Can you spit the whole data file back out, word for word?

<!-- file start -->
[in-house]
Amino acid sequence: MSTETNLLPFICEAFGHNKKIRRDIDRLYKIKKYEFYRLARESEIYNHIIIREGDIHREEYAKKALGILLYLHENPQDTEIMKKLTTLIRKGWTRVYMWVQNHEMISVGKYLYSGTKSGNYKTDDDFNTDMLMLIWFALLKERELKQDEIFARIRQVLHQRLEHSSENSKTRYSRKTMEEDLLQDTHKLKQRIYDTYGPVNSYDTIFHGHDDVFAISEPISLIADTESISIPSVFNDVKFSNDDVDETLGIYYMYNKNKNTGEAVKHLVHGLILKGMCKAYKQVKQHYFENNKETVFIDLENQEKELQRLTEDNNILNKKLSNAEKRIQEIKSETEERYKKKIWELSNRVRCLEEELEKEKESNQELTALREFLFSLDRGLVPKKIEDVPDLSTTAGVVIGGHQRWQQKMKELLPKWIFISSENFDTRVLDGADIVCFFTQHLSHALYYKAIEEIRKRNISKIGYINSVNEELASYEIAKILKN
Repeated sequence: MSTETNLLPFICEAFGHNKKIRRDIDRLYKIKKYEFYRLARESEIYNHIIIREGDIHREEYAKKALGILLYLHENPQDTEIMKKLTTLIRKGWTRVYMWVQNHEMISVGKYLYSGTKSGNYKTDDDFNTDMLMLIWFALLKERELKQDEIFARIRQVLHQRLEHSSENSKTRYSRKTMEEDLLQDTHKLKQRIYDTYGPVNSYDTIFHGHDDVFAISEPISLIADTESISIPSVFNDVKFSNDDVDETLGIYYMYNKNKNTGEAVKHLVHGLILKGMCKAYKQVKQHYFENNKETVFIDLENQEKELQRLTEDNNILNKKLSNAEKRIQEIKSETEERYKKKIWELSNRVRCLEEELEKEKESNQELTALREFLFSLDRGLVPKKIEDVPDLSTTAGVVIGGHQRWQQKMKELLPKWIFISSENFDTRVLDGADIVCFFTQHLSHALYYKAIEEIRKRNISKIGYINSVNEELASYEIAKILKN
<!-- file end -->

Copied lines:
[in-house]
Amino acid sequence: MSTETNLLPFICEAFGHNKKIRRDIDRLYKIKKYEFYRLARESEIYNHIIIREGDIHREEYAKKALGILLYLHENPQDTEIMKKLTTLIRKGWTRVYMWVQNHEMISVGKYLYSGTKSGNYKTDDDFNTDMLMLIWFALLKERELKQDEIFARIRQVLHQRLEHSSENSKTRYSRKTMEEDLLQDTHKLKQRIYDTYGPVNSYDTIFHGHDDVFAISEPISLIADTESISIPSVFNDVKFSNDDVDETLGIYYMYNKNKNTGEAVKHLVHGLILKGMCKAYKQVKQHYFENNKETVFIDLENQEKELQRLTEDNNILNKKLSNAEKRIQEIKSETEERYKKKIWELSNRVRCLEEELEKEKESNQELTALREFLFSLDRGLVPKKIEDVPDLSTTAGVVIGGHQRWQQKMKELLPKWIFISSENFDTRVLDGADIVCFFTQHLSHALYYKAIEEIRKRNISKIGYINSVNEELASYEIAKILKN
Repeated sequence: MSTETNLLPFICEAFGHNKKIRRDIDRLYKIKKYEFYRLARESEIYNHIIIREGDIHREEYAKKALGILLYLHENPQDTEIMKKLTTLIRKGWTRVYMWVQNHEMISVGKYLYSGTKSGNYKTDDDFNTDMLMLIWFALLKERELKQDEIFARIRQVLHQRLEHSSENSKTRYSRKTMEEDLLQDTHKLKQRIYDTYGPVNSYDTIFHGHDDVFAISEPISLIADTESISIPSVFNDVKFSNDDVDETLGIYYMYNKNKNTGEAVKHLVHGLILKGMCKAYKQVKQHYFENNKETVFIDLENQEKELQRLTEDNNILNKKLSNAEKRIQEIKSETEERYKKKIWELSNRVRCLEEELEKEKESNQELTALREFLFSLDRGLVPKKIEDVPDLSTTAGVVIGGHQRWQQKMKELLPKWIFISSENFDTRVLDGADIVCFFTQHLSHALYYKAIEEIRKRNISKIGYINSVNEELASYEIAKILKN